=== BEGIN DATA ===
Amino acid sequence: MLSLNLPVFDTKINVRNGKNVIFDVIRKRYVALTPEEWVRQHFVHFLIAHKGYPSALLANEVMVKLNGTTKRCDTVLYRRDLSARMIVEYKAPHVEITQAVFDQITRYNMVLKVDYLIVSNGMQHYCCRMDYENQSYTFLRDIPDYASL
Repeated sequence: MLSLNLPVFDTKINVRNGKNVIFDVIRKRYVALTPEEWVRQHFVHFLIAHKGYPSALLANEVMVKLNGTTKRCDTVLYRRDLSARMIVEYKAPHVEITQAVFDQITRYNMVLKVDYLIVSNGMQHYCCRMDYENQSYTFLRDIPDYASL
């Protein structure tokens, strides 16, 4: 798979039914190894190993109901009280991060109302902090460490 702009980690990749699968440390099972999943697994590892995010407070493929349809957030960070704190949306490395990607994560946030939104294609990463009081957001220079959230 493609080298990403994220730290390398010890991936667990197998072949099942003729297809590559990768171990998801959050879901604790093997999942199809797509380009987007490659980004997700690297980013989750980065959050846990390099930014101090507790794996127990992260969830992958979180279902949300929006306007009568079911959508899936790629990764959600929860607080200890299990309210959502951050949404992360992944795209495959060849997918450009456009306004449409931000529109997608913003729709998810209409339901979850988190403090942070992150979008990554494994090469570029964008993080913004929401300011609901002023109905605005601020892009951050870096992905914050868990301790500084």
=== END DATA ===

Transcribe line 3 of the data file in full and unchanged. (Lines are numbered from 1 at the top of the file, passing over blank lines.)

């Protein structure tokens, strides 16, 4: 798979039914190894190993109901009280991060109302902090460490 702009980690990749699968440390099972999943697994590892995010407070493929349809957030960070704190949306490395990607994560946030939104294609990463009081957001220079959230 493609080298990403994220730290390398010890991936667990197998072949099942003729297809590559990768171990998801959050879901604790093997999942199809797509380009987007490659980004997700690297980013989750980065959050846990390099930014101090507790794996127990992260969830992958979180279902949300929006306007009568079911959508899936790629990764959600929860607080200890299990309210959502951050949404992360992944795209495959060849997918450009456009306004449409931000529109997608913003729709998810209409339901979850988190403090942070992150979008990554494994090469570029964008993080913004929401300011609901002023109905605005601020892009951050870096992905914050868990301790500084």